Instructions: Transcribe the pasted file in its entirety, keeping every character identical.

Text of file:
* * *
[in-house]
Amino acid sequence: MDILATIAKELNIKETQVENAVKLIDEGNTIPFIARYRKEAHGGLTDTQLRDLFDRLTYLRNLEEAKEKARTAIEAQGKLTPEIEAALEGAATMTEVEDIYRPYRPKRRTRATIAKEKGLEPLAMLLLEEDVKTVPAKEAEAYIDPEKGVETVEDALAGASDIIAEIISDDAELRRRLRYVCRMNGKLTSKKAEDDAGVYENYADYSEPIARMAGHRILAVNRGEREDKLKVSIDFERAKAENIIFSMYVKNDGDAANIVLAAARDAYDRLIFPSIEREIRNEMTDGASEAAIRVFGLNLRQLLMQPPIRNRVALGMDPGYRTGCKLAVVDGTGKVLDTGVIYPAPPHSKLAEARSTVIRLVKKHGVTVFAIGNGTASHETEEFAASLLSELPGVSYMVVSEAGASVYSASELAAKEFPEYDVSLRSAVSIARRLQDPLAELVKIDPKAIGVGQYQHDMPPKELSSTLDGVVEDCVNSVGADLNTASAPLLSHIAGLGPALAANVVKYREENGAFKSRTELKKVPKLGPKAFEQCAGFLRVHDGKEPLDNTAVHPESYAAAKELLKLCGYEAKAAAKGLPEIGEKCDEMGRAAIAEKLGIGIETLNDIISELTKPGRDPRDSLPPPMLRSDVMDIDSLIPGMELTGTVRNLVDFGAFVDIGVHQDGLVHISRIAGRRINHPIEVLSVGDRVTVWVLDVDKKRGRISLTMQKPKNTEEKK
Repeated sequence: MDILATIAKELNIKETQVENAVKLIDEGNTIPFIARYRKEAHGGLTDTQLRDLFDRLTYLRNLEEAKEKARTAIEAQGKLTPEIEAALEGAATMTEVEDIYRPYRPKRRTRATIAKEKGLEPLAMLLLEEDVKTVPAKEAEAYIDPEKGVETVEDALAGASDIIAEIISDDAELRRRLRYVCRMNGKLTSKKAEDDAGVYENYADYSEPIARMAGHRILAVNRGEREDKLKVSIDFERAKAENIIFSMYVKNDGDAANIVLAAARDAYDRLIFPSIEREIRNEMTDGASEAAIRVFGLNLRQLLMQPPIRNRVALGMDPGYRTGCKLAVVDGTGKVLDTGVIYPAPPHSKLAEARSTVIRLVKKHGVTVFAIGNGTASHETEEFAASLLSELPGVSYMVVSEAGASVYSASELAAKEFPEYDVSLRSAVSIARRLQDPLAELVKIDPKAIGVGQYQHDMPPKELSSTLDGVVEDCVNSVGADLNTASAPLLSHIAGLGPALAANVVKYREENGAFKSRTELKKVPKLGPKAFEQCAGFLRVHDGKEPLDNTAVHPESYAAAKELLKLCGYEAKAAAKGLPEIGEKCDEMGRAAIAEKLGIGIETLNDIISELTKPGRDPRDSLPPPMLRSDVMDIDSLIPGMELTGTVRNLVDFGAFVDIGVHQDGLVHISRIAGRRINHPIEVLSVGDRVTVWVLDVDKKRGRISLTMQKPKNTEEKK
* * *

[in-house]
Amino acid sequence: MDILATIAKELNIKETQVENAVKLIDEGNTIPFIARYRKEAHGGLTDTQLRDLFDRLTYLRNLEEAKEKARTAIEAQGKLTPEIEAALEGAATMTEVEDIYRPYRPKRRTRATIAKEKGLEPLAMLLLEEDVKTVPAKEAEAYIDPEKGVETVEDALAGASDIIAEIISDDAELRRRLRYVCRMNGKLTSKKAEDDAGVYENYADYSEPIARMAGHRILAVNRGEREDKLKVSIDFERAKAENIIFSMYVKNDGDAANIVLAAARDAYDRLIFPSIEREIRNEMTDGASEAAIRVFGLNLRQLLMQPPIRNRVALGMDPGYRTGCKLAVVDGTGKVLDTGVIYPAPPHSKLAEARSTVIRLVKKHGVTVFAIGNGTASHETEEFAASLLSELPGVSYMVVSEAGASVYSASELAAKEFPEYDVSLRSAVSIARRLQDPLAELVKIDPKAIGVGQYQHDMPPKELSSTLDGVVEDCVNSVGADLNTASAPLLSHIAGLGPALAANVVKYREENGAFKSRTELKKVPKLGPKAFEQCAGFLRVHDGKEPLDNTAVHPESYAAAKELLKLCGYEAKAAAKGLPEIGEKCDEMGRAAIAEKLGIGIETLNDIISELTKPGRDPRDSLPPPMLRSDVMDIDSLIPGMELTGTVRNLVDFGAFVDIGVHQDGLVHISRIAGRRINHPIEVLSVGDRVTVWVLDVDKKRGRISLTMQKPKNTEEKK
Repeated sequence: MDILATIAKELNIKETQVENAVKLIDEGNTIPFIARYRKEAHGGLTDTQLRDLFDRLTYLRNLEEAKEKARTAIEAQGKLTPEIEAALEGAATMTEVEDIYRPYRPKRRTRATIAKEKGLEPLAMLLLEEDVKTVPAKEAEAYIDPEKGVETVEDALAGASDIIAEIISDDAELRRRLRYVCRMNGKLTSKKAEDDAGVYENYADYSEPIARMAGHRILAVNRGEREDKLKVSIDFERAKAENIIFSMYVKNDGDAANIVLAAARDAYDRLIFPSIEREIRNEMTDGASEAAIRVFGLNLRQLLMQPPIRNRVALGMDPGYRTGCKLAVVDGTGKVLDTGVIYPAPPHSKLAEARSTVIRLVKKHGVTVFAIGNGTASHETEEFAASLLSELPGVSYMVVSEAGASVYSASELAAKEFPEYDVSLRSAVSIARRLQDPLAELVKIDPKAIGVGQYQHDMPPKELSSTLDGVVEDCVNSVGADLNTASAPLLSHIAGLGPALAANVVKYREENGAFKSRTELKKVPKLGPKAFEQCAGFLRVHDGKEPLDNTAVHPESYAAAKELLKLCGYEAKAAAKGLPEIGEKCDEMGRAAIAEKLGIGIETLNDIISELTKPGRDPRDSLPPPMLRSDVMDIDSLIPGMELTGTVRNLVDFGAFVDIGVHQDGLVHISRIAGRRINHPIEVLSVGDRVTVWVLDVDKKRGRISLTMQKPKNTEEKK